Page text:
Editorial note:
These articles may pre-date our recent FDA clearance, Some references may not accurately reflect this.
Editorial note:
This article may refer to our solution as the "Digital Care Assistant", which we recently renamed to "Oxevision".

What the vital signs IP Group looks for in a portfolio company

IP Group isn’t your typical investor. Having supported the commercialisation of novel technologies through spin-out companies since 2001, it has fine-tuned a unique approach to building outstanding businesses that goes above and beyond the provision of 'just capital'. It focuses on providing companies with access to business building expertise, networks, recruitment and business support.
In this five part blog series, Simon Graindorge, Experienced Life Science Investor at IP Group plc, shares why Oxehealth caught his eye.
The technology is, of course, always the starting point and the more disruptive and world-changing the better. IP Group specialises in finding disruptive technologies developed in universities and helps transform them into companies that have the capacity to 'change the world'. We provide capital early and get very hands-on with our portfolio companies, so we get to know them very well.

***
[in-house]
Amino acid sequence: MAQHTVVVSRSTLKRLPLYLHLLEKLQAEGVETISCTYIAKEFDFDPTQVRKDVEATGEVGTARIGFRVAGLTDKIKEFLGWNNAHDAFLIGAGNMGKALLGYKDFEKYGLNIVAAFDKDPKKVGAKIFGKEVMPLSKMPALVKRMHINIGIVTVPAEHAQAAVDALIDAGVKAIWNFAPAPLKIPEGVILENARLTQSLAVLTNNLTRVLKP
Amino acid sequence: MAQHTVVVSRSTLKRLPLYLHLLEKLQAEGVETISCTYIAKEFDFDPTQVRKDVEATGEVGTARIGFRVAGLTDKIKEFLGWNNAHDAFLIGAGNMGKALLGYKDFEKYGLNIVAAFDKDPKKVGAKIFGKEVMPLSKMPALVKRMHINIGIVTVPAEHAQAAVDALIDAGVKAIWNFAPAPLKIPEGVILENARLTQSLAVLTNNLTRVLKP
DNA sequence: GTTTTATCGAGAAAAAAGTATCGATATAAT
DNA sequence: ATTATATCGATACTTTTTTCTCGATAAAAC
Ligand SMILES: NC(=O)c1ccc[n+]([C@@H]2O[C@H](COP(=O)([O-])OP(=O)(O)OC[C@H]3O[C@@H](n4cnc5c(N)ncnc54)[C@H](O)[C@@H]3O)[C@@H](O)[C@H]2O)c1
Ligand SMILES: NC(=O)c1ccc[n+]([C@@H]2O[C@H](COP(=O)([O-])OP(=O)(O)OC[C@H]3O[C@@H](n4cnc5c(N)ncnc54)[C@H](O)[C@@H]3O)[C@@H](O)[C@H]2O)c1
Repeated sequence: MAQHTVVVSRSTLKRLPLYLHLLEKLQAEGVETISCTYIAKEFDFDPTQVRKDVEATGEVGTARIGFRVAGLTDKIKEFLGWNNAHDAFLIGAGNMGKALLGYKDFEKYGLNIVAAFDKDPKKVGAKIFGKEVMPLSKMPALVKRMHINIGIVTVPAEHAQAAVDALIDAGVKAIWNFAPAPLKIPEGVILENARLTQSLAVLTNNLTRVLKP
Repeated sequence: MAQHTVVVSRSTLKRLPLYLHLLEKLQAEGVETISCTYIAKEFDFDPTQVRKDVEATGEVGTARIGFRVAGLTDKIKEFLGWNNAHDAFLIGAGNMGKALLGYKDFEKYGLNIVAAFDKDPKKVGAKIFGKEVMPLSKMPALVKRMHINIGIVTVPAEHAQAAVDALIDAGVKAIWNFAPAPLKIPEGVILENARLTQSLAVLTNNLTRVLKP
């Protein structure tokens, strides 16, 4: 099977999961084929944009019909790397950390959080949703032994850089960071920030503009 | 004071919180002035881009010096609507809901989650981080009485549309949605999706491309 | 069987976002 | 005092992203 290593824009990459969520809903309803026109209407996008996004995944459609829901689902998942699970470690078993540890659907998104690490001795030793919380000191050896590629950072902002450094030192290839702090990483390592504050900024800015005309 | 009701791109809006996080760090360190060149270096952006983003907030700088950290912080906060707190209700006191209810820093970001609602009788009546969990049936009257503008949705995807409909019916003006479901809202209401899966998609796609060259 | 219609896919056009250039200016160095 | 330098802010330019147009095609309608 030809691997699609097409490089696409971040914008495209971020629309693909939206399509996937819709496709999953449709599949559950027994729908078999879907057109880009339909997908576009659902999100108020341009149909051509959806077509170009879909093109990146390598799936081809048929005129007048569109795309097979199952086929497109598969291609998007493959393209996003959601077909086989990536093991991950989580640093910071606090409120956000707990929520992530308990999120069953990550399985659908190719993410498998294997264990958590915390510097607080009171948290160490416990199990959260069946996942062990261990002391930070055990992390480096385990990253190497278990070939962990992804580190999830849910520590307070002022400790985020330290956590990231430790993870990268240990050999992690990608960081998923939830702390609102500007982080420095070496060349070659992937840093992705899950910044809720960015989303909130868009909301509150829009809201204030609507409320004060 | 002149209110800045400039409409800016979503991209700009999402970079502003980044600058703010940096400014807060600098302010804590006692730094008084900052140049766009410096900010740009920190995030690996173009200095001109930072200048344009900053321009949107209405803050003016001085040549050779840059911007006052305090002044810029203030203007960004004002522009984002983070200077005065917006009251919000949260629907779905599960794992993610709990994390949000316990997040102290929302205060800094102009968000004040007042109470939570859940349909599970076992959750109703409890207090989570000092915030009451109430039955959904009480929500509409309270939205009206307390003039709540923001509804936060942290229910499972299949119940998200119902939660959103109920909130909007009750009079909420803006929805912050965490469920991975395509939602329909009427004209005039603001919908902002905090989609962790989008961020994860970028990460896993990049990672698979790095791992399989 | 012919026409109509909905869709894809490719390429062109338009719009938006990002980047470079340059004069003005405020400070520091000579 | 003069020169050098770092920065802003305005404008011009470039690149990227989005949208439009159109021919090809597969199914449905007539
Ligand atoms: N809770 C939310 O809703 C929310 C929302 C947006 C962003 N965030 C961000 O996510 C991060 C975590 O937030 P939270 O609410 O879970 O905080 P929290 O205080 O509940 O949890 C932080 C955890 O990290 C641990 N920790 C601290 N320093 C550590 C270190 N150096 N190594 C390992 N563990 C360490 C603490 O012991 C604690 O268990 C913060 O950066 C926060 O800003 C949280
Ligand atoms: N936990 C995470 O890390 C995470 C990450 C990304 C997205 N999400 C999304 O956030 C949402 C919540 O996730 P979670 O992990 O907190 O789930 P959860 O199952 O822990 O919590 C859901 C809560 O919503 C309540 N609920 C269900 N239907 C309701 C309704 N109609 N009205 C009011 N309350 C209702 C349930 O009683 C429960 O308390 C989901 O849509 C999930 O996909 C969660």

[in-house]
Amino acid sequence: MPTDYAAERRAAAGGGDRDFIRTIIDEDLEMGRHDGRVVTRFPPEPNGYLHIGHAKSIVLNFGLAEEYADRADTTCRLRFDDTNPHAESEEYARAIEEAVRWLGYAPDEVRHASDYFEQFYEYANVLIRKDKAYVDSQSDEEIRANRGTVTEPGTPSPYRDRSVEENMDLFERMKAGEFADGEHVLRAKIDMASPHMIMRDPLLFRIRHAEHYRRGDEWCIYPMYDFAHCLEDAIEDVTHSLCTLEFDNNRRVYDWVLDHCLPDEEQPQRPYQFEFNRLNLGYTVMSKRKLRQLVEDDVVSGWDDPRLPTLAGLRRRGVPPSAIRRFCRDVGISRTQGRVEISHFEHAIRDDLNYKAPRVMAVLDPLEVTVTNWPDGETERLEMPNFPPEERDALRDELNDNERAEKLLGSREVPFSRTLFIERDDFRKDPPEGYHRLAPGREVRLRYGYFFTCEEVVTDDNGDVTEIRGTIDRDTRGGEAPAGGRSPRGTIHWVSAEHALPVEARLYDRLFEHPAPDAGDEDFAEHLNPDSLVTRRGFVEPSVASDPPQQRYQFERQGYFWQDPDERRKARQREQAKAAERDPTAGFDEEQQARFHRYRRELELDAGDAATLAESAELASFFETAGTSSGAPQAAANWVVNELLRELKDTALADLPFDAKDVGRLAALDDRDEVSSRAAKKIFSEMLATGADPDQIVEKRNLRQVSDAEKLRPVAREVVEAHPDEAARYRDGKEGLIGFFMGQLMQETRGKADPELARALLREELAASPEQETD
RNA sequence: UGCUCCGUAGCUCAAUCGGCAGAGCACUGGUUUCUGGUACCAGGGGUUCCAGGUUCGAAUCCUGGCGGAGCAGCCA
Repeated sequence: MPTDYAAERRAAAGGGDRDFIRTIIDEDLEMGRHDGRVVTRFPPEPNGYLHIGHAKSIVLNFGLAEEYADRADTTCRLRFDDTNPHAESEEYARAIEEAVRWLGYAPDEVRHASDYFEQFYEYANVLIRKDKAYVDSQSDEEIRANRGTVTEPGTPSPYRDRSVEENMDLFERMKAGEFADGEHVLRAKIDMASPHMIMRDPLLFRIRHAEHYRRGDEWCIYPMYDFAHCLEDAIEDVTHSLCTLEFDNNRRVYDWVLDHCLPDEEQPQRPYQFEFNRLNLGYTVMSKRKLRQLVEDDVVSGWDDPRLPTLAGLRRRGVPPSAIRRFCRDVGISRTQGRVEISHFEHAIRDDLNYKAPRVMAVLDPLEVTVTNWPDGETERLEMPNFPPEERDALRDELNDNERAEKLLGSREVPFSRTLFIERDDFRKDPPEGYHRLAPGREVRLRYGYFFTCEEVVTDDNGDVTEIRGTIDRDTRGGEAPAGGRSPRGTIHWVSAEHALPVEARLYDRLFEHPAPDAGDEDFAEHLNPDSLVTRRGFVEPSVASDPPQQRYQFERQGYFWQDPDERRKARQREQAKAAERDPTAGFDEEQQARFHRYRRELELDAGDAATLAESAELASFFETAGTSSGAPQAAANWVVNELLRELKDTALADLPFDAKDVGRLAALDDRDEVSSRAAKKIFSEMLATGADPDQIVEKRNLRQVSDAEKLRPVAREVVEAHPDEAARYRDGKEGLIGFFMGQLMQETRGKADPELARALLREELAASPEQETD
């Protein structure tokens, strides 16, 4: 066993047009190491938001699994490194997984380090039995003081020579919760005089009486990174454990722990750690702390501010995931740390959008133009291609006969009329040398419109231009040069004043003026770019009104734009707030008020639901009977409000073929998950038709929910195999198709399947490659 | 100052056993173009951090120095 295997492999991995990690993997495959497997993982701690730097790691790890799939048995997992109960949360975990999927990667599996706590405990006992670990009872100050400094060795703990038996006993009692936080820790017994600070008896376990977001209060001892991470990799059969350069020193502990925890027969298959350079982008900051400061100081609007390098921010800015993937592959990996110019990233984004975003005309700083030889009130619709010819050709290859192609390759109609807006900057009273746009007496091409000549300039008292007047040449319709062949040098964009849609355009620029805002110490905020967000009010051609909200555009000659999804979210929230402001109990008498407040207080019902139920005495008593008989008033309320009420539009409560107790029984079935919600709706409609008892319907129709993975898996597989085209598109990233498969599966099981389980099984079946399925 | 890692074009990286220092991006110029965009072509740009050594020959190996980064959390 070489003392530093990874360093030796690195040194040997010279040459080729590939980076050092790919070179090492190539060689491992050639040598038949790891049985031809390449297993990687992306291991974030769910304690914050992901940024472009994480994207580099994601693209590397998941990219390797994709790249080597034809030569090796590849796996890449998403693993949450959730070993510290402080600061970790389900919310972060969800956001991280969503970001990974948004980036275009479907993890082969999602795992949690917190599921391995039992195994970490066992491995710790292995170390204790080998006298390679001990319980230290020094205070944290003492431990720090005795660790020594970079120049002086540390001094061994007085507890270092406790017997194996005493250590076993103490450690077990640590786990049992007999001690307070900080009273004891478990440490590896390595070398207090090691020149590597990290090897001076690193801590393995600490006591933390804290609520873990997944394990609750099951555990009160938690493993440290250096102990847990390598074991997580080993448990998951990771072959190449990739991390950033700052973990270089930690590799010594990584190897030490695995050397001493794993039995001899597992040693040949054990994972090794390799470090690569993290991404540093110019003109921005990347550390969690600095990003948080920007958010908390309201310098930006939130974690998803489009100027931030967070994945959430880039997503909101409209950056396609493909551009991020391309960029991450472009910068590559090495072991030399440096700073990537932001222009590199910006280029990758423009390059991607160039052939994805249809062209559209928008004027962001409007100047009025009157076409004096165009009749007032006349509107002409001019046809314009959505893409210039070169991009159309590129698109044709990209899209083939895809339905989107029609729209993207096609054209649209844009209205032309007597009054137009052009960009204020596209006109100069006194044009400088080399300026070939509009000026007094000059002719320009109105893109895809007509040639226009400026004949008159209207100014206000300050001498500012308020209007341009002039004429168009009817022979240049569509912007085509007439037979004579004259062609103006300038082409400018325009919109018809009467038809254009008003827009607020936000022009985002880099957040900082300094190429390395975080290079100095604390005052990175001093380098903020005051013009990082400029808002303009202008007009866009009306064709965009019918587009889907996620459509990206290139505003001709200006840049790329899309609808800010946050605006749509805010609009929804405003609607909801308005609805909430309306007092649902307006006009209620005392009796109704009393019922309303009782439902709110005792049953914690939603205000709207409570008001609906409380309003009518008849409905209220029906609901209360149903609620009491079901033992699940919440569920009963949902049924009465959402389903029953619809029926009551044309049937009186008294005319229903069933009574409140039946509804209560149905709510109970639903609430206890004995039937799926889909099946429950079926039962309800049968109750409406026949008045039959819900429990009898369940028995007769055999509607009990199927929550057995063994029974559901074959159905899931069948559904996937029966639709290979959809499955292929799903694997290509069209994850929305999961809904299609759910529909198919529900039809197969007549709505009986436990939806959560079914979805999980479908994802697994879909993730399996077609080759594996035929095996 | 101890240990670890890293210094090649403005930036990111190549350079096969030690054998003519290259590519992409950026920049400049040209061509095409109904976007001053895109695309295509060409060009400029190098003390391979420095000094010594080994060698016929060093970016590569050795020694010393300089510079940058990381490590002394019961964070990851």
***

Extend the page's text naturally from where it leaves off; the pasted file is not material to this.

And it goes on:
We see a lot of really neat technologies and breakthroughs but we also know and appreciate how long and tough the road is to realising those and making a success of them. So with this in mind I thought it might be interesting to take a look at the 'vital signs' we look for in a portfolio company and what caught our eye with Oxehealth.  
Over the coming weeks I'll be covering what start-ups need in terms of blood pressure, respiratory and oxygen saturation, but firstly let's look at the company heart.
Vital sign 1. Heart rate  Brilliant science

At the very centre, you have to start with a 'beating heart'. The technology has to stack up and be a genuine breakthrough, not just an incremental change. It has to be credible and have some really good data. And what

could be more disruptive in vital sign monitoring than doing away with proprietary hardware and measuring the vital signs from a distance using a digital camera? Oxecam? was developed by one of the world's leading biomedical engineers (Prof. Lionel Tarassenko), working at one of the world's leading universities, Oxford, which has topped the world rankings for medicine for three years in a row, and backed up with clinical trial data that shows it is accurate and works.

Join Simon next week as he empathises the fact that there's no 'I' in team, and why this is so crucial in a successful start-up.
If you have any questions about the science behind Oxecam? contact the team here.

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